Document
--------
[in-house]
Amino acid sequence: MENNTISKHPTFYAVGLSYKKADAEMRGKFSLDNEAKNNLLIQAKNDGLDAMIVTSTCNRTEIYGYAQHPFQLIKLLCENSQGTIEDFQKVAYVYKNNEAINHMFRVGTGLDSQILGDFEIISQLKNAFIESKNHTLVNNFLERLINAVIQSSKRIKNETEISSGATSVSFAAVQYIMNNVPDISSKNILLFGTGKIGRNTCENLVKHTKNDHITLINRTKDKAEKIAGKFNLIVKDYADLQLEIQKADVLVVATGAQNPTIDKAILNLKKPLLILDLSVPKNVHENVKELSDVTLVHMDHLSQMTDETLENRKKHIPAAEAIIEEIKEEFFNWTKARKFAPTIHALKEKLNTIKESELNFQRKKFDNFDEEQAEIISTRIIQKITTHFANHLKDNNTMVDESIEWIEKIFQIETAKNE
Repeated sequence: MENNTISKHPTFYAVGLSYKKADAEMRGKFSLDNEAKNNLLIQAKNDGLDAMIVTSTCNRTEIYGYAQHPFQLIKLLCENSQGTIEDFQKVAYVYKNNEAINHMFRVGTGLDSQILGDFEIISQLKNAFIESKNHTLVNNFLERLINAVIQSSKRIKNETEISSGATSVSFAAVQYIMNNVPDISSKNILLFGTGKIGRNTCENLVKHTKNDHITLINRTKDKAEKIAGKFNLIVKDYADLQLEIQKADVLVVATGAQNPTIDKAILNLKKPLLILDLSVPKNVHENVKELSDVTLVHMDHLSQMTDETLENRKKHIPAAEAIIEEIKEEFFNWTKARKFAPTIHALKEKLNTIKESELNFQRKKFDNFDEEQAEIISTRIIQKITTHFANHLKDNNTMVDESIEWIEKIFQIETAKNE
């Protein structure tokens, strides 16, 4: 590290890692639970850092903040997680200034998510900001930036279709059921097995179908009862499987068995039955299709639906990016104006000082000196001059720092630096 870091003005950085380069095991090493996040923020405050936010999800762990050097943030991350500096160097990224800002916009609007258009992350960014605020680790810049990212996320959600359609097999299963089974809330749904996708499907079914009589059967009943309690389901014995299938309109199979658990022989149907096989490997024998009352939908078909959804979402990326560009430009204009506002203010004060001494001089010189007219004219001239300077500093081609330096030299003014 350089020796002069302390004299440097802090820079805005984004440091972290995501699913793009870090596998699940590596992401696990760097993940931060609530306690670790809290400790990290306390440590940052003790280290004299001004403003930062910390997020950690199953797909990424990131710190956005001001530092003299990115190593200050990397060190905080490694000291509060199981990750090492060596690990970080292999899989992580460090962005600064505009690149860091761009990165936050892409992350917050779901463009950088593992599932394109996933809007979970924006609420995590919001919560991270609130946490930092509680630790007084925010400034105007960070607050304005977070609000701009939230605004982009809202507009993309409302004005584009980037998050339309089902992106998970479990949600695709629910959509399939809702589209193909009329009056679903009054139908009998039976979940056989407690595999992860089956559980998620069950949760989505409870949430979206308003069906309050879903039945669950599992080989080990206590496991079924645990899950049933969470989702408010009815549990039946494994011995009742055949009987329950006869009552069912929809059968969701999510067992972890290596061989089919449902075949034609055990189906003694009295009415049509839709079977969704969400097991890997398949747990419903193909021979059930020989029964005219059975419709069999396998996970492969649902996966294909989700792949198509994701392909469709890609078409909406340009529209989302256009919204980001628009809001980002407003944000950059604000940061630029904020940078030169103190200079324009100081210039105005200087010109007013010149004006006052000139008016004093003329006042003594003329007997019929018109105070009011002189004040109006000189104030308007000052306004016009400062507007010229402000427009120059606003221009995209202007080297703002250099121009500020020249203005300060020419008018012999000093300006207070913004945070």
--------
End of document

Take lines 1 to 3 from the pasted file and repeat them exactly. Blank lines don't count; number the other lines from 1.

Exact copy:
[in-house]
Amino acid sequence: MENNTISKHPTFYAVGLSYKKADAEMRGKFSLDNEAKNNLLIQAKNDGLDAMIVTSTCNRTEIYGYAQHPFQLIKLLCENSQGTIEDFQKVAYVYKNNEAINHMFRVGTGLDSQILGDFEIISQLKNAFIESKNHTLVNNFLERLINAVIQSSKRIKNETEISSGATSVSFAAVQYIMNNVPDISSKNILLFGTGKIGRNTCENLVKHTKNDHITLINRTKDKAEKIAGKFNLIVKDYADLQLEIQKADVLVVATGAQNPTIDKAILNLKKPLLILDLSVPKNVHENVKELSDVTLVHMDHLSQMTDETLENRKKHIPAAEAIIEEIKEEFFNWTKARKFAPTIHALKEKLNTIKESELNFQRKKFDNFDEEQAEIISTRIIQKITTHFANHLKDNNTMVDESIEWIEKIFQIETAKNE
Repeated sequence: MENNTISKHPTFYAVGLSYKKADAEMRGKFSLDNEAKNNLLIQAKNDGLDAMIVTSTCNRTEIYGYAQHPFQLIKLLCENSQGTIEDFQKVAYVYKNNEAINHMFRVGTGLDSQILGDFEIISQLKNAFIESKNHTLVNNFLERLINAVIQSSKRIKNETEISSGATSVSFAAVQYIMNNVPDISSKNILLFGTGKIGRNTCENLVKHTKNDHITLINRTKDKAEKIAGKFNLIVKDYADLQLEIQKADVLVVATGAQNPTIDKAILNLKKPLLILDLSVPKNVHENVKELSDVTLVHMDHLSQMTDETLENRKKHIPAAEAIIEEIKEEFFNWTKARKFAPTIHALKEKLNTIKESELNFQRKKFDNFDEEQAEIISTRIIQKITTHFANHLKDNNTMVDESIEWIEKIFQIETAKNE